O'Connor said the experience of reciting the Gettysburg Address helped her realize that Lincoln actually gave the speech in that same spot. Since it was the 150th anniversary of the battle this June, there were many people at the battlefield.

That evening, the class took a night tour of the battlefield. According to one senior, "the walk was freaky."

The following morning, tour guide Phil Cole led the seniors to other parts of the battlefield. Leaving Gettysburg, they then made their way to Harpers Ferry, W.V., which rests at the junction of the Potomac and Shenandoah Rivers.

The 1859 raid on the Armory by men led by John Brown actually helped lead to the Civil War. Experiencing the history at these places helped the students put their knowledge into perspective. Senior Alex Johnson noted how much towns like Gettysburg and Harpers Ferry have become tourist traps. "People experience the history, but the locals take advantage," he stated.

Leaving Harpers Ferry, it was only just over an hour before the group arrived in the nation's capitol, Washington, D.C. Another evening tour of several monuments was scheduled. The group visited the Lincoln, Jefferson, Martin Luther King, Jr., and FDR Memorials. They also walked by the Vietnam Wall, Nurses Memorial and the Korean War Memorial.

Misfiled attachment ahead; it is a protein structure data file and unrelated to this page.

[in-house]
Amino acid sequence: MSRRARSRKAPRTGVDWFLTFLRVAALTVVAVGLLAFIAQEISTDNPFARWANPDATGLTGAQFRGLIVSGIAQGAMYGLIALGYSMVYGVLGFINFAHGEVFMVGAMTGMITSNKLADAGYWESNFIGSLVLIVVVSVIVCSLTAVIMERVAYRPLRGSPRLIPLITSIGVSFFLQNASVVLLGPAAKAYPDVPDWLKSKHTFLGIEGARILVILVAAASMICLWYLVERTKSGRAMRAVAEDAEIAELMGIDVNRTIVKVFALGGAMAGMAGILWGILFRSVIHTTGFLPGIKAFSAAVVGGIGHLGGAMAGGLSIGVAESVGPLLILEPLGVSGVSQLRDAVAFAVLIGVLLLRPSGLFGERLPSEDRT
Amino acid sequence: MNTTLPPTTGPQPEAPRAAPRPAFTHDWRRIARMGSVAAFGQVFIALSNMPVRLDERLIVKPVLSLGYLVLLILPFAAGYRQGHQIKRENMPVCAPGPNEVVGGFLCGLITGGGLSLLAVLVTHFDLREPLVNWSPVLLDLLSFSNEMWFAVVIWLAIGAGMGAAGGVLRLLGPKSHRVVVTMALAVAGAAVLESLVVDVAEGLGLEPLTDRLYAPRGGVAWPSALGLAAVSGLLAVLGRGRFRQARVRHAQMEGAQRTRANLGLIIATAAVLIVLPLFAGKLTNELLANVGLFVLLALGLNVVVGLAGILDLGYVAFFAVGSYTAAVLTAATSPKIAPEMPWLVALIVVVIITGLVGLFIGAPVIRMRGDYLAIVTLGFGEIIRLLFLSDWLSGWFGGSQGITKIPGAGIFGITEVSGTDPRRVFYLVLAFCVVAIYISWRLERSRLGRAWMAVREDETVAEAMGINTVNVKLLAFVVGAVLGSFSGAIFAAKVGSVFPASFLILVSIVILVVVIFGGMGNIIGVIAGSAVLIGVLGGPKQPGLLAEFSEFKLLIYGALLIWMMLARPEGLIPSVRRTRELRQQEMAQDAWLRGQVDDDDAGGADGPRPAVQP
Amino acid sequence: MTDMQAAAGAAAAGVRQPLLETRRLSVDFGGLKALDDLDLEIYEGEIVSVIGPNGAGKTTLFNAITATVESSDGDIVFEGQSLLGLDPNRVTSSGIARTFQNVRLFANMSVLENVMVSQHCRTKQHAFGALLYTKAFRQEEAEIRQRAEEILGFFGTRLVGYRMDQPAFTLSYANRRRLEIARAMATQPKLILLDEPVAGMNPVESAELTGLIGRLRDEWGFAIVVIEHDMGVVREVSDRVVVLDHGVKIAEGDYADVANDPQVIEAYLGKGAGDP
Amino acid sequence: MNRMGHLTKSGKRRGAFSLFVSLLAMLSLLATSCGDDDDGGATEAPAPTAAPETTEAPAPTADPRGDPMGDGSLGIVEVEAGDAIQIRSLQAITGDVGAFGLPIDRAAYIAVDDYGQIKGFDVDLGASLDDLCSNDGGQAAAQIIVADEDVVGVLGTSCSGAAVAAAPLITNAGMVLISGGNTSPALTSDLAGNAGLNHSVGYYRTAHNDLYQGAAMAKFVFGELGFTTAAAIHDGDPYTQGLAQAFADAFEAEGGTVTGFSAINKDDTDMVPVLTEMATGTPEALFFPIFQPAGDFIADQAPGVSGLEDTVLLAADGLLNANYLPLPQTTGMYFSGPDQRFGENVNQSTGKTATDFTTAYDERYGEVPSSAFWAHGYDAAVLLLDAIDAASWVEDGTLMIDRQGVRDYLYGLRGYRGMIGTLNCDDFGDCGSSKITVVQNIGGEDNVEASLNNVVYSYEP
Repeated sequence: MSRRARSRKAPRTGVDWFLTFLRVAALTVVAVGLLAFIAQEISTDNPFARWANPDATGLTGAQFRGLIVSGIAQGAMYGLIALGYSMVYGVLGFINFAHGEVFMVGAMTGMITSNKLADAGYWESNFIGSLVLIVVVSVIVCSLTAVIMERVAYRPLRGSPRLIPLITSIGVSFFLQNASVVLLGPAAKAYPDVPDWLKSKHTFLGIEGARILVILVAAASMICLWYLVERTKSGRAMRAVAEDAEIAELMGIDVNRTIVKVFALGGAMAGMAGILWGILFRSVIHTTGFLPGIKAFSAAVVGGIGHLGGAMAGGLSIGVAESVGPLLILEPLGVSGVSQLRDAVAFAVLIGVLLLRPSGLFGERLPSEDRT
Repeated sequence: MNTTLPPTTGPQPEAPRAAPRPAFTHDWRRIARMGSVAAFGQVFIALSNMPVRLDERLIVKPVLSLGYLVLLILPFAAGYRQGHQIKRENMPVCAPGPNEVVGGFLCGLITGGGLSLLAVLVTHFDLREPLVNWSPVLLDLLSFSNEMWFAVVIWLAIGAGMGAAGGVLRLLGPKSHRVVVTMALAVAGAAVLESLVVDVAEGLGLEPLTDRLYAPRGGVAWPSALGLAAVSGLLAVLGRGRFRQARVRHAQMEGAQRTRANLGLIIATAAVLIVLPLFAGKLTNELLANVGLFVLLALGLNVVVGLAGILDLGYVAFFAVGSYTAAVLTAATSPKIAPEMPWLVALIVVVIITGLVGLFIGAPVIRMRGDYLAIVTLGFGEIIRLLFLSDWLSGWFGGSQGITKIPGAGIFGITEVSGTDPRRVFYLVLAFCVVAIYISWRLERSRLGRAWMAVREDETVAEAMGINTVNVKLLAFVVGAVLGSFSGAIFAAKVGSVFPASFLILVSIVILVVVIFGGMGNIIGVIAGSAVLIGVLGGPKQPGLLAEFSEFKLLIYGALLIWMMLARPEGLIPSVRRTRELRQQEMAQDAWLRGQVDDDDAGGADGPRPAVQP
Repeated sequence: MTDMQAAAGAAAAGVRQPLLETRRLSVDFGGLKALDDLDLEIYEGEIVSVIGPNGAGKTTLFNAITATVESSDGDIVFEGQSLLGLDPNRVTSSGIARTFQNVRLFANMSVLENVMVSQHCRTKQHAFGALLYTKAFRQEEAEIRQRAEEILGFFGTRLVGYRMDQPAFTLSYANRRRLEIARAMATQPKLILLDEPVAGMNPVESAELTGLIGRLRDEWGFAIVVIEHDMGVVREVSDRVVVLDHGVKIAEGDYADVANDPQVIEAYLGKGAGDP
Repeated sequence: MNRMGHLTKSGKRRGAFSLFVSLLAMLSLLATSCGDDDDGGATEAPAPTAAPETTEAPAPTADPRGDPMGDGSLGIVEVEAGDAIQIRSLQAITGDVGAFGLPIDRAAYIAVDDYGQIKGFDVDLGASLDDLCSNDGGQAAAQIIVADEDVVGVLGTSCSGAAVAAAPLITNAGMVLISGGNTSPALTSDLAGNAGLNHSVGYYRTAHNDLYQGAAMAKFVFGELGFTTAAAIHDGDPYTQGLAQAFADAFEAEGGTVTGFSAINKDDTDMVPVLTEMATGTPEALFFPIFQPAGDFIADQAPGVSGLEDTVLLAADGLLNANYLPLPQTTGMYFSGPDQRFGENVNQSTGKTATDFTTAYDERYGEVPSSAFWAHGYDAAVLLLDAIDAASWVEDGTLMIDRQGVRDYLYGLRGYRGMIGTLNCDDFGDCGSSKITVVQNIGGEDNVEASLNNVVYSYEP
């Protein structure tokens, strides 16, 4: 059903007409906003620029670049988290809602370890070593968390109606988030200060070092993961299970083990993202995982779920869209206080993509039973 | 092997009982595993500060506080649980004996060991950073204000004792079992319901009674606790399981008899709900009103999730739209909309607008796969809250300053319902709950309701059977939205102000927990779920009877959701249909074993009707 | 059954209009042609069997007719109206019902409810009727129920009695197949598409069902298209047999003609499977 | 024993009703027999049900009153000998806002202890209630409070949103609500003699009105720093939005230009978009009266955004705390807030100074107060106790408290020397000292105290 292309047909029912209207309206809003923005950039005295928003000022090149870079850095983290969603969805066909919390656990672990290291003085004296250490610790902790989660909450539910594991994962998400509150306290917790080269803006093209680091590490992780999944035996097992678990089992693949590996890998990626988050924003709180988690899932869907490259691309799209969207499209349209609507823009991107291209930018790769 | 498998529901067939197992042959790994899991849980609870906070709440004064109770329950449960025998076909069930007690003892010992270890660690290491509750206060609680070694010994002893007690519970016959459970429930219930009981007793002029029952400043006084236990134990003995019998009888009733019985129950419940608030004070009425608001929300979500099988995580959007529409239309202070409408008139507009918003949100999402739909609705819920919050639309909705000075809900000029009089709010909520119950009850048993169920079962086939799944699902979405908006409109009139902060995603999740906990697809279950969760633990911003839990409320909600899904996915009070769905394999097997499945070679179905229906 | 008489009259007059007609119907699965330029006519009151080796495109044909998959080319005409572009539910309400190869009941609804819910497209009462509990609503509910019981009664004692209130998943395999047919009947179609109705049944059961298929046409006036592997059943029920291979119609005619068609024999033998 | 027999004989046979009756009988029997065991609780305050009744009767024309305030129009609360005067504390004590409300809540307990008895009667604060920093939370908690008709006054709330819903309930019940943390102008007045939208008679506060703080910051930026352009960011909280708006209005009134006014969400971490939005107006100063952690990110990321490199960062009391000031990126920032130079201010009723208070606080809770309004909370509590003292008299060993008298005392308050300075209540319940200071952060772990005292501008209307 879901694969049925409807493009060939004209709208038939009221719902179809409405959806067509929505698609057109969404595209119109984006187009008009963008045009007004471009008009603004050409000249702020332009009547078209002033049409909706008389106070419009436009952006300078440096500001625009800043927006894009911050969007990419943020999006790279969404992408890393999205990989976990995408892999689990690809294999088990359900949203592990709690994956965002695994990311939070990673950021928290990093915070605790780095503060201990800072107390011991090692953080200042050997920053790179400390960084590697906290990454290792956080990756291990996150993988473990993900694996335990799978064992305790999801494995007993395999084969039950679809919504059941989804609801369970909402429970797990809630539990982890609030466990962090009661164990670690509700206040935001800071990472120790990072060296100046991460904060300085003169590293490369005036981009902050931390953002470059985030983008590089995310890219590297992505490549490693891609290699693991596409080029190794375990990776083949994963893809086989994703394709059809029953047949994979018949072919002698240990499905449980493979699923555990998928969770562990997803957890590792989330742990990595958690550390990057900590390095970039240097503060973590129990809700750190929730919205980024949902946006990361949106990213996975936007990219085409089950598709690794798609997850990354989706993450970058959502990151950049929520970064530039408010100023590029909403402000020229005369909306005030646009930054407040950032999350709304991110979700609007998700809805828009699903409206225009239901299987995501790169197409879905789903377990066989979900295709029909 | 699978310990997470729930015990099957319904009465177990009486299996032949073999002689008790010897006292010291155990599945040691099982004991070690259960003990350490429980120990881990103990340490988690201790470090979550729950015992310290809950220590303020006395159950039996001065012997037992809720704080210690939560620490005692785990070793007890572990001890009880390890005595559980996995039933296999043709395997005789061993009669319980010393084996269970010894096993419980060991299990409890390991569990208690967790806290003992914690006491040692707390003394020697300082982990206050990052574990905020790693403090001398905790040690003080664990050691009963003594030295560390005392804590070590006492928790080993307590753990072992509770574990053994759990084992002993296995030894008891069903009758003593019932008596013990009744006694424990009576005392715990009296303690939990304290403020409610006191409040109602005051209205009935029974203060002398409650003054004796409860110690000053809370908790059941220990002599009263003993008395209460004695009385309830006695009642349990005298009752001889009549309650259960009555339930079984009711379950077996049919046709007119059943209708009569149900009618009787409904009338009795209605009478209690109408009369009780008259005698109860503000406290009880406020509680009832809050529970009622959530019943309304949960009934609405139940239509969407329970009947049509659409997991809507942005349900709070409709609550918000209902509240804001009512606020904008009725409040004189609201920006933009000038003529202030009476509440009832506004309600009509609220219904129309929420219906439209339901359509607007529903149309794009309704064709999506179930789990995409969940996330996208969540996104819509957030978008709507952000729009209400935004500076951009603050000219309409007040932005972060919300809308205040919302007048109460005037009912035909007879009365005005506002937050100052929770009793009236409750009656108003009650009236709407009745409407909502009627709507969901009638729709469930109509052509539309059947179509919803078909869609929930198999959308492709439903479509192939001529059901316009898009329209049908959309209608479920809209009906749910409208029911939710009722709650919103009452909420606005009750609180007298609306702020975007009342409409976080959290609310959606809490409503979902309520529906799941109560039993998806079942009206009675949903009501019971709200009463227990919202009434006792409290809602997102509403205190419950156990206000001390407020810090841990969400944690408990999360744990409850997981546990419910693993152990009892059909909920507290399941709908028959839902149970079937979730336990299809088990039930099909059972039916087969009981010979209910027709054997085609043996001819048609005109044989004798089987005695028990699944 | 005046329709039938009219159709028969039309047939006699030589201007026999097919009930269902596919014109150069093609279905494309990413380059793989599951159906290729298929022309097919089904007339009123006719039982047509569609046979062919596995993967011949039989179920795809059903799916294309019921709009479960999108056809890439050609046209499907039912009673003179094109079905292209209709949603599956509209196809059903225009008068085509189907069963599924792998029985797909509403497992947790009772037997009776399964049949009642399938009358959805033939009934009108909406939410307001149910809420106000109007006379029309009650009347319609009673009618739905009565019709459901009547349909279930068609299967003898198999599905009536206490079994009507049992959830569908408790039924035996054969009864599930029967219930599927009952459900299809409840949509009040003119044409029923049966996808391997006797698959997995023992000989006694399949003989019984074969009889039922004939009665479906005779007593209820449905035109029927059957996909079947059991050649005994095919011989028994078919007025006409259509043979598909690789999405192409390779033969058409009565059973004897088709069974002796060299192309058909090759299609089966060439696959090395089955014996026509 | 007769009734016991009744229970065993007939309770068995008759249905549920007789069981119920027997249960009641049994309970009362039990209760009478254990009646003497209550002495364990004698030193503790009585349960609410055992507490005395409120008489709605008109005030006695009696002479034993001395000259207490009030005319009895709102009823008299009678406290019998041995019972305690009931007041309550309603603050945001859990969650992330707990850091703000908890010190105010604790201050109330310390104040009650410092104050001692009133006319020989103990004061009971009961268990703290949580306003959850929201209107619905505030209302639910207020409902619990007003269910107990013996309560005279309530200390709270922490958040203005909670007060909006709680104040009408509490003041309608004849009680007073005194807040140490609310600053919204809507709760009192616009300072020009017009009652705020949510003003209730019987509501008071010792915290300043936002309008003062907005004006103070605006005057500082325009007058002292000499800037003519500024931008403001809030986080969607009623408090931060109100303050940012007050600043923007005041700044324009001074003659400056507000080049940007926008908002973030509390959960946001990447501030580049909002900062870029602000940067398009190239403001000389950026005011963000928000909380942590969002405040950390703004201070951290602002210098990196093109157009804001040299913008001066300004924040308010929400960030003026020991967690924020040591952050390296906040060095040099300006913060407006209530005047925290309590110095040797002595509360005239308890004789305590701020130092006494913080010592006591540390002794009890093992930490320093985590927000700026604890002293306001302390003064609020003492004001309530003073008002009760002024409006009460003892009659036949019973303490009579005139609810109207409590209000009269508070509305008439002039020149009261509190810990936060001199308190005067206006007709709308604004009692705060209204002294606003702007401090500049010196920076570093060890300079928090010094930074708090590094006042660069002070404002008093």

One senior said he felt awe when moving through the FDR memorial. "I'm a huge fan of his. I was soaking it in the whole time." The next three days would be filled with experiences in and around the city.

Following an early morning visit on April 8 to George Washington's plantation and home at Mount Vernon, everyone toured the Capitol. They were able to trace the path the President takes on his inauguration day into the rotunda and Statuary Hall. After leaving the Capitol, the class had a group souvenir photo taken in the same spot previous senior classes had had their pictures taken.

They were then allowed to have some time to explore for themselves. The day was capped off with a buffet dinner on a dance cruise along the Potomac. Senior class trip advisor Joe Stevens explained that the cruise was one of the most popular events during the trip.

The morning of the fifth day saw the group packing the buses once again to cross the border into Maryland. They visited the U.S. Naval Academy in Annapolis. They received a guided tour of the campus, which impressed Chris Collett quite a bit. "My cousin is in the Navy and he went to the Naval Academy. It helped me understand what he had to do and I have a lot of respect for that," he shared.

The afternoon was spent visiting the American History and Natural History Museums and the Holocaust Museum. Tammel said the Holocaust Museum was a very serious experience for everyone. German foreign exchange student Wiebke Bùchsenschùtz said her experience was similar, if only a bit awkward.

The group then headed over to the White House, which both met and failed to meet expectations. Austrian foreign exchange student Jakob Ritter was overall impressed with the city, but said he thought the White House was not impressive as it was smaller than he thought. Following another group picture in front of the White House, the day concluded with visits to the Kennedy Center for the Performing Arts and the Air Force Memorial.

This is the first part of a two-part series about the class trip. Please look in next week's issue for the conclusion of this story.